3A2.3 All new players must seek classification by one of these bodies within six weeks of playing in their first BCEW competitive match. Having taken the required sight tests, they should advise the BCEW Business & Competitions Director of the results and supply any supporting documentation that may be requested.
3A2.4 Until formally classified, a new player’s sight category may be estimated, but it is important that this period of grace should not be abused. If an estimate is not confirmed by a subsequent test, the BCEW committee will inevitably have to review the matter.
3A2.5 If the committee considers that there is reason to believe that an estimate is grossly wrong, they may suspend the player involved until a formal classification has been carried out.

3A3. Sight Parameters
3A3.1 BCEW Will classify all players under their own sight categories, Total, Low Partial, Mid Partial and High Partial. These categories are partly based on the sight categories used in international blind sport B1, B2 and B3.
3A3.1.1 A B1 competitor may have some light perception, but not the ability to count fingers at any distance or in any direction.
3A3.1.2 A B2 will have vision up to an acuity of 2/60 or a visual field of less than 10 degrees in the better eye after correction.
3A3.1.3 A B3 will have vision up to an acuity of 6/60 or a visual field of less than 40 degrees in the better eye after correction.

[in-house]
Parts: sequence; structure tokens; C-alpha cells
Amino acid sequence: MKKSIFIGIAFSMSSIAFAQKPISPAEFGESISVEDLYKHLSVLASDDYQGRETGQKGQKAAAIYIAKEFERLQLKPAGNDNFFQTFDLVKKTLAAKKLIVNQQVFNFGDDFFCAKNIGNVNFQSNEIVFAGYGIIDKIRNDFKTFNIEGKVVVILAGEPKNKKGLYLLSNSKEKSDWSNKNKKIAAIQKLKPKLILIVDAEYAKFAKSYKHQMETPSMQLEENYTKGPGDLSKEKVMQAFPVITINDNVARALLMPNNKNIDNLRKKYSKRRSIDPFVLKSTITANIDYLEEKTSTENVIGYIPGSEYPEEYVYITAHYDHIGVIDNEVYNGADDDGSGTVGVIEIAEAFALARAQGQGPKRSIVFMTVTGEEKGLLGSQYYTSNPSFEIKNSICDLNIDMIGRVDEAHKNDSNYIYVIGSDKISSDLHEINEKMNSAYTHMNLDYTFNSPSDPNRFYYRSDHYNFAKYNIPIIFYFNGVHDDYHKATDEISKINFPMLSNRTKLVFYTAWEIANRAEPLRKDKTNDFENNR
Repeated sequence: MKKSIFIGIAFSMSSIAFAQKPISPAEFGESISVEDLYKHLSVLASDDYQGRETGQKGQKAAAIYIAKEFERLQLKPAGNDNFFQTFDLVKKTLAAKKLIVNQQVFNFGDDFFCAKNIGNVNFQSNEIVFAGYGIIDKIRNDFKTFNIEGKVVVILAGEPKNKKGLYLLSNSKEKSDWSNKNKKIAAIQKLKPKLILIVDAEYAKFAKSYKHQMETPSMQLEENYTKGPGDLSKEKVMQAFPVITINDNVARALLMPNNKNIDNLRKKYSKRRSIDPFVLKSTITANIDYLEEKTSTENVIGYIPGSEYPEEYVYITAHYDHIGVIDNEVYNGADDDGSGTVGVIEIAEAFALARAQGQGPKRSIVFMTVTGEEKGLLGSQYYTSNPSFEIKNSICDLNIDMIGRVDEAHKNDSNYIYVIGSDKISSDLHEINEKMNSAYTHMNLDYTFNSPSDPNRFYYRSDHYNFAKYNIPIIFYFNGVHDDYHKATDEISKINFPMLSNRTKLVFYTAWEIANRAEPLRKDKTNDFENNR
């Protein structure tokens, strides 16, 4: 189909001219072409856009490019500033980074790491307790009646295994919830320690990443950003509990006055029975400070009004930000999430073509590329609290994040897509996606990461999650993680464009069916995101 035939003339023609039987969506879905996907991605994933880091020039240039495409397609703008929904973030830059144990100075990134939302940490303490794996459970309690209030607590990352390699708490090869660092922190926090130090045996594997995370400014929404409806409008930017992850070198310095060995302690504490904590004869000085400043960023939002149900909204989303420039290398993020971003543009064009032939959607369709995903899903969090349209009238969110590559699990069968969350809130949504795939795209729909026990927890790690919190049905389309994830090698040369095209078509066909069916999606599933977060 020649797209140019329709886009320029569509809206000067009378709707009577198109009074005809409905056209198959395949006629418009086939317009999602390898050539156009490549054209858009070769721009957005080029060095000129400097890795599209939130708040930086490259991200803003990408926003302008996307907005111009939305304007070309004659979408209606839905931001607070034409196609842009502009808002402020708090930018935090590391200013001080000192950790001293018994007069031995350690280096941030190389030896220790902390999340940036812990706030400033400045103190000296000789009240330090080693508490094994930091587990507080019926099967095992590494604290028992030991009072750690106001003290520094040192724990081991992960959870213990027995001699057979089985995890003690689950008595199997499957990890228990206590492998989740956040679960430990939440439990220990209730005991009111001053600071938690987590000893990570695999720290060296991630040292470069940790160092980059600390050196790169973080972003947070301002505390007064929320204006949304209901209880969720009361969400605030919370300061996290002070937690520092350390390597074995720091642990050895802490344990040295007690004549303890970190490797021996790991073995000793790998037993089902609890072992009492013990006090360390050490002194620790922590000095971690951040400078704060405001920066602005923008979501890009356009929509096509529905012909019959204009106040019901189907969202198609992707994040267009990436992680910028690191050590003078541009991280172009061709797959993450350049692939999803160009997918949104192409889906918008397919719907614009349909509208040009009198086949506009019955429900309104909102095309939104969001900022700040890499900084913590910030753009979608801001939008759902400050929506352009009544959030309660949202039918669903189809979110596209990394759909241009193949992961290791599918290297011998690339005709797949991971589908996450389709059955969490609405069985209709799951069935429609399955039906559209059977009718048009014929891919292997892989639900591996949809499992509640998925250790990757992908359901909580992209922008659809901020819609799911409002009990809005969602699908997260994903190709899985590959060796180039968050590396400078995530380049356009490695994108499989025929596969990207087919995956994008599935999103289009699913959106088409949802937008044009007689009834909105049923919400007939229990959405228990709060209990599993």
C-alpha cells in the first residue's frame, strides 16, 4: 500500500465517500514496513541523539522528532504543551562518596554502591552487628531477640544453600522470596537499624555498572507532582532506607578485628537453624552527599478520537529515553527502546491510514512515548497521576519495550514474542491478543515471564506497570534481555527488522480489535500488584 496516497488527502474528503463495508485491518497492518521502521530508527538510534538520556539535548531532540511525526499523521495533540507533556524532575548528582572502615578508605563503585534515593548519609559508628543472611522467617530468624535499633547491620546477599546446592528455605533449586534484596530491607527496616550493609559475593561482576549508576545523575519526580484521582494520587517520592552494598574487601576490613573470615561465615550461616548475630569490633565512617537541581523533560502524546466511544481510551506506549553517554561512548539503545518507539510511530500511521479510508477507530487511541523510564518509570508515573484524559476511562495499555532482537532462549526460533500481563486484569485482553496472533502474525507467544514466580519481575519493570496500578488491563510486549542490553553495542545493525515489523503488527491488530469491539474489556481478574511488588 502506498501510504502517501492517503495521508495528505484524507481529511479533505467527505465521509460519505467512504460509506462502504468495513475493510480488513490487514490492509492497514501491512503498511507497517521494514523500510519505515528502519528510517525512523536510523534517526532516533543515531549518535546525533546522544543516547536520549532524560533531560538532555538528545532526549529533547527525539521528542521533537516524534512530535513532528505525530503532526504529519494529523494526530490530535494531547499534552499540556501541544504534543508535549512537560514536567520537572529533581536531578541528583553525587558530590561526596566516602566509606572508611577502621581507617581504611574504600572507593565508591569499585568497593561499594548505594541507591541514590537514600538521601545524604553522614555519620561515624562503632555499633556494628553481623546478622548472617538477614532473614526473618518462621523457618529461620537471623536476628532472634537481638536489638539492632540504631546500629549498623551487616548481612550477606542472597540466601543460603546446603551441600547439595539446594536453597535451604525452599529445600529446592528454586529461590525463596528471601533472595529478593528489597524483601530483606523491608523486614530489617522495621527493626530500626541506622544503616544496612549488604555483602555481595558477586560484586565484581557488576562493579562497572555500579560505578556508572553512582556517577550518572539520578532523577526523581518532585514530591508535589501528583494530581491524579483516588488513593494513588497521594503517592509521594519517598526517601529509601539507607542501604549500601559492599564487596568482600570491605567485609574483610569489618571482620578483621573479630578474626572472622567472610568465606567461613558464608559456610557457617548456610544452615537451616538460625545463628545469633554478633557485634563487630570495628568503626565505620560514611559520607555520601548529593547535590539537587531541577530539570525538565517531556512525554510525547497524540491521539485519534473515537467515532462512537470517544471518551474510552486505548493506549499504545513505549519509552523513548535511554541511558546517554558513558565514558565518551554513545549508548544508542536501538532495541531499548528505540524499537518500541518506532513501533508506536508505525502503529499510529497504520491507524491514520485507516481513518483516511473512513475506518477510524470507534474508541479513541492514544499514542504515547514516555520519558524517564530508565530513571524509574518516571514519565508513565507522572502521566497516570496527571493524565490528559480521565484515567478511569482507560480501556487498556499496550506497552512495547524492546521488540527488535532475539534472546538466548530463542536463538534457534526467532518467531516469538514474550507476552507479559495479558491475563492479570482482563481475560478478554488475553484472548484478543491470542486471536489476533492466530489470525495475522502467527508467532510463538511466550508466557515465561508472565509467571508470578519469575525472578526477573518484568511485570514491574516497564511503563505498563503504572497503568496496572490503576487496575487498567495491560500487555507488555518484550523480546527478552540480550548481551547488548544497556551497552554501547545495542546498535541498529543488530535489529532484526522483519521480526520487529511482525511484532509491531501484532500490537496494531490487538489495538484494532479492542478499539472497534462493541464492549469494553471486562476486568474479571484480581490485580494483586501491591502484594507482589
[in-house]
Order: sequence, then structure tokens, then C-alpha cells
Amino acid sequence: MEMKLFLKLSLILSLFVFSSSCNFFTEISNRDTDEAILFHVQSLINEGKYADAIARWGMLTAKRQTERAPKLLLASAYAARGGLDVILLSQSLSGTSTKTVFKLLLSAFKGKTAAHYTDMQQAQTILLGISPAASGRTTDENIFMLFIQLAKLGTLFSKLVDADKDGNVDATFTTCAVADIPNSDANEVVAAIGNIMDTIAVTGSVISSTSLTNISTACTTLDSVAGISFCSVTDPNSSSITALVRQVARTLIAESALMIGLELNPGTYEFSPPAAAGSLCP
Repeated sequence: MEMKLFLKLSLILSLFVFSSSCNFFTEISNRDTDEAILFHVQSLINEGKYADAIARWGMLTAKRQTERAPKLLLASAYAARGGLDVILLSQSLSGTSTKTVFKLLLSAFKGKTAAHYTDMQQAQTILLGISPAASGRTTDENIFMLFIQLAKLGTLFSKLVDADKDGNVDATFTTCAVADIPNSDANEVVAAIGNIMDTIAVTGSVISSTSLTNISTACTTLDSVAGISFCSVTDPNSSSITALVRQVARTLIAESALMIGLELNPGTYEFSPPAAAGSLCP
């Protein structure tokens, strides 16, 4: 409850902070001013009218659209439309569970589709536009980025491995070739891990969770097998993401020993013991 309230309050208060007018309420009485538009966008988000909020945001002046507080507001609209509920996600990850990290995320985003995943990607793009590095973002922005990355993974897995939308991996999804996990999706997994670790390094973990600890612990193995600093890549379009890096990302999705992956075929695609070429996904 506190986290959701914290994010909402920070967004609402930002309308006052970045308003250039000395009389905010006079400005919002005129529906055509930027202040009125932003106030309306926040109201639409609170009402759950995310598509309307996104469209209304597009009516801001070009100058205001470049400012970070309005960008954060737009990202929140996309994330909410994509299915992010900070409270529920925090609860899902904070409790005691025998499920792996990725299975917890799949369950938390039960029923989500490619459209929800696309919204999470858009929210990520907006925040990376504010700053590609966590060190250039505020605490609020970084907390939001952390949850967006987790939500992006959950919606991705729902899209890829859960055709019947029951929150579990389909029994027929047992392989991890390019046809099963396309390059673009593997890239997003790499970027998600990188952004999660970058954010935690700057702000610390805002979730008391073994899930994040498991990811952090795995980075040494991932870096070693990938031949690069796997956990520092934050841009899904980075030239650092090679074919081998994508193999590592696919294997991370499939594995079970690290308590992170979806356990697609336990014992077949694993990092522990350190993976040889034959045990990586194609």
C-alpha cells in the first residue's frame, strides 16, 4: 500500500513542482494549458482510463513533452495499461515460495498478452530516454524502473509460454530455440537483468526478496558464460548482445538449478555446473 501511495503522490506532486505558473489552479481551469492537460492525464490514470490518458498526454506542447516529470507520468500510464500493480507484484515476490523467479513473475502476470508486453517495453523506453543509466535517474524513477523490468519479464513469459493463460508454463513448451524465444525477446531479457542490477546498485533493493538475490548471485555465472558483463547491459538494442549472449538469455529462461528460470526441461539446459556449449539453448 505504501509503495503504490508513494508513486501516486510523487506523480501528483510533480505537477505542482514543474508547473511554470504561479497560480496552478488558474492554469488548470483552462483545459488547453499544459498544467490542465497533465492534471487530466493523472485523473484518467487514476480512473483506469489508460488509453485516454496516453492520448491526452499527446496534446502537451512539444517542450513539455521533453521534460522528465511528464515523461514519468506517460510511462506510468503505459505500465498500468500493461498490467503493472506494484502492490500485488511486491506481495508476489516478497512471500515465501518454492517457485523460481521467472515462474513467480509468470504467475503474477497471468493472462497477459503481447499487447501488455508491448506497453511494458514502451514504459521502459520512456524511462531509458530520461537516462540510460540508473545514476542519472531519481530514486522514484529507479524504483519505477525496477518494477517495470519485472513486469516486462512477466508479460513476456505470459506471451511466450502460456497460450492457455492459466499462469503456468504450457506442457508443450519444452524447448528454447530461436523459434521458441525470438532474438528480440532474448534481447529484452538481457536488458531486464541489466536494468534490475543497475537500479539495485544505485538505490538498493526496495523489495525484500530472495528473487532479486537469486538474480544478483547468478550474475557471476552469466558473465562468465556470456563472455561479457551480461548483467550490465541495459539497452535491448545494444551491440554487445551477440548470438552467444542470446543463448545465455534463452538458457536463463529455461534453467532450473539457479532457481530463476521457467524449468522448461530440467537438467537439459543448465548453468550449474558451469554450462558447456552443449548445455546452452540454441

3A3.2.1 Domestic sport, including cricket, has long had a fourth category called B4 which covers players with a visual acuity of up to 6/24 and up to a full field of vision.
3A3.2.2 An emerging category recognised by some sports is B5, which includes players with an acuity of up to 6/18 and a full field.
3A3.3.1 Domestic cricket recognizes another category at the other end of the spectrum known as low partial.
3A3.3.2 This category is designed for those players who fall in the lower half of the B2 category and don’t have sufficient sight to perform at the same level as other partially sighted players. The status is a discretionary one to be granted on application by the BCEW committee or its nominated subcommittee.
3A3.3.3 An application for classification as a low partial may be made by a club or the player concerned but, either way, should be addressed to the BCEW Business & Competitions Director.
3A3.3.4 Normally, an initial grant of low partial status will be for a limited period only, but, in all cases, the status is one which should be kept under review. If circumstances warrant it, the classification can be revoked at any time.
3A3.4.1 In exceptional cases the foregoing principles and procedures may be applied in the situation where players suffer from additional medical conditions making it impossible for them to perform at a standard typical of a player with their sight classification. Subject to the production of appropriate medical evidence, the BCEW committee may allow them to play at a lower level, most importantly as a B3 instead of a B4, but this type of concession must always be granted subject to the prospect of especially rigorous ongoing scrutiny.